The Watsonville City Council approved a proposed 21-condo development across the street from the Watsonville Municipal Airport that could face litigation from the Watsonville Pilots Association (WPA).
The project would redevelop a steel fabrication business at 547 Airport Blvd. that has stood for at least 24 years, according to owners Raoul and Eve Ortiz, into contemporary housing. It would include three homes subject to the city’s affordable housing requirements.
But WPA representatives—both at Tuesday’s meeting and in letters to city leadership—say that the city has no legal standing to approve projects so close to the airport without environmental and airport-related impact reports.
In addition, WPA says, the city cannot build within the airport safety zone because it has not yet complied with the State Aeronautics Act or the mandates of recent Santa Cruz County Superior Court decisions and the 2010 Court of Appeals mandate to incorporate the California Division of Aeronautic and Airport Land Use Planning Handbook into its general plan.
Watsonville Mayor Jimmy Dutra was the lone “no” vote on the project—councilman Aurelio Gonzalez was on a leave of absence. He said he worried the Ortiz family was getting into an overwhelming legal battle against the deep-pocketed WPA, which has several times successfully challenged the city—including litigation against the city’s 2030 general plan.
“Home Depot, Target, the housing development behind Target, these are developers that have really deep pockets that probably were able to match the pilots dollar for dollar,” Dutra said. “I don’t know if you know what you’re getting yourself into at this moment.”
The Watsonville Planning Commission voted 4-3 to approve the project earlier this year, but the vote failed because it needed a supermajority of five votes. Their concerns stemmed from the project’s one-way-in, one-way-out entrance, limited parking spaces (58, including 16 visitor spots) and potentially toxic soil left from the previous industrial use.
Those concerns arose again on Tuesday—and members of the public worried that the homes would be out of the price range of Watsonville residents—but took a backseat to the possible litigation.
Although the city has not yet updated its general plan with the needed handbooks, city staff said that the project does indeed meet the requirements in those documents. But, city attorney Alan Smith explained, the pilots contend that the court decision against the city’s 2030 general plan is retroactive and that if the city continues to operate under the 2005 general plan, that it must be updated with the handbook requirements before the city can approve any construction around the airport.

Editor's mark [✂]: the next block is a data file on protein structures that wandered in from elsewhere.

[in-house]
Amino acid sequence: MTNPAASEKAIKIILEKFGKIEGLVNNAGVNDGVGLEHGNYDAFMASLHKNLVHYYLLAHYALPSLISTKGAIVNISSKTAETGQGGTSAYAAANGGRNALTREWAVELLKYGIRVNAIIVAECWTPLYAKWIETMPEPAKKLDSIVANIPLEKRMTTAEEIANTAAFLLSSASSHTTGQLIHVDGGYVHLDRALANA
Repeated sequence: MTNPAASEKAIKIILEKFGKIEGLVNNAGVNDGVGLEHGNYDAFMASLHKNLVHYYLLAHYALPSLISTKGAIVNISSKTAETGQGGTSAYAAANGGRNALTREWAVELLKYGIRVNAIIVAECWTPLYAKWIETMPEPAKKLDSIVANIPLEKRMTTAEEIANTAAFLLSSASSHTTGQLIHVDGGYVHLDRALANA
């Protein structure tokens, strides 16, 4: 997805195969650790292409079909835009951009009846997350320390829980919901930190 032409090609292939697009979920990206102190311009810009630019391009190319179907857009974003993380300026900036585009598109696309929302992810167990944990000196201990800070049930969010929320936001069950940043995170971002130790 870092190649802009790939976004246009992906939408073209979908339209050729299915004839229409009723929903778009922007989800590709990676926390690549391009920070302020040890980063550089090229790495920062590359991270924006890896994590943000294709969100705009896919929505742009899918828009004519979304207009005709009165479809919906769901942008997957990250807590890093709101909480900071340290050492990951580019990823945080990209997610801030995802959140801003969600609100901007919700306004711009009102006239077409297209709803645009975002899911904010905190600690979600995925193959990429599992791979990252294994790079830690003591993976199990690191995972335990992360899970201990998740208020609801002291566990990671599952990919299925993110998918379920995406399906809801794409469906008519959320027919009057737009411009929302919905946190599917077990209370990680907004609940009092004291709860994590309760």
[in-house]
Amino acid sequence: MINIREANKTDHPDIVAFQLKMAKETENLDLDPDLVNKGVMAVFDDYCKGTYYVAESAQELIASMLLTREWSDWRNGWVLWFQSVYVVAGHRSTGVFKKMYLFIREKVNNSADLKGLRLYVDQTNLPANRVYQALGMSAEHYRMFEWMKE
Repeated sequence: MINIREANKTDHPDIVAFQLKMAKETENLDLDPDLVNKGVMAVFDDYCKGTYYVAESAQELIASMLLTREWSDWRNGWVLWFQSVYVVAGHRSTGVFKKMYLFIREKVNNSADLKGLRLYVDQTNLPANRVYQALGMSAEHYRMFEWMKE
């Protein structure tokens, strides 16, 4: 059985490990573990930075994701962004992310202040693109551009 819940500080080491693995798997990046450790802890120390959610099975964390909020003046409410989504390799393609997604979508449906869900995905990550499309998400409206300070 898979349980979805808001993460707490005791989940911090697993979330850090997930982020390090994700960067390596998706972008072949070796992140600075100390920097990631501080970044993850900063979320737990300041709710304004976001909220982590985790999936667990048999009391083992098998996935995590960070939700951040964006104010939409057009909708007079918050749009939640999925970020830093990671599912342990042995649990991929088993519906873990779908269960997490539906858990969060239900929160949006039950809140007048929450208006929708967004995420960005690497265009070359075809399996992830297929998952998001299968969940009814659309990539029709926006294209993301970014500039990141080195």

Although city staff said the project met the requirements, Smith said “That’s what the courts are for—people have differences of opinion.”
Council Solidifies Public Nuisance
In other action, the council also solidified its declaration that the stalled housing development at 1773 Santa Victoria Ave. is a public nuisance and that if the developers do not agree with the city’s requirements by the end of the month, city staff will ask the elected officials in September to OK the demolition of at least 26 units currently in various stages of construction.
The city is requiring the developer, Pacific Sunshine Development, LLC, to sign contracts that will either guarantee it will follow through on the construction of the 87-unit development, or give the city financial insurance in the case that it does not. Staff says that the recent public nuisance declaration has helped the project move forward after being stalled for more than three years.
The development off Ohlone Parkway broke ground in 2016, and it was supposed to be completed by 2018.
The council voted unanimously on the item.
Fire in the Sky Moves Forward
Watsonville City Manager Matt Huffaker said the Fire In the Sky and airport open house event set for Sept. 4 is still on despite the rising number of county residents coming down with Covid-19.
People will be required to wear masks when not eating or drinking. Huffaker also said the city will host a Covid-19 vaccine clinic at the event, which usually happens on the Fourth of July.
“This event, as with any planning we’re doing in a pandemic, is subject to change if we see major shifts in case counts,” Huffaker said, “but for now the guidance that we’re receiving from county health is these outdoor events can be held safely with the proper protocols. And we know how important these (events) are to the social and emotional health of our community members.”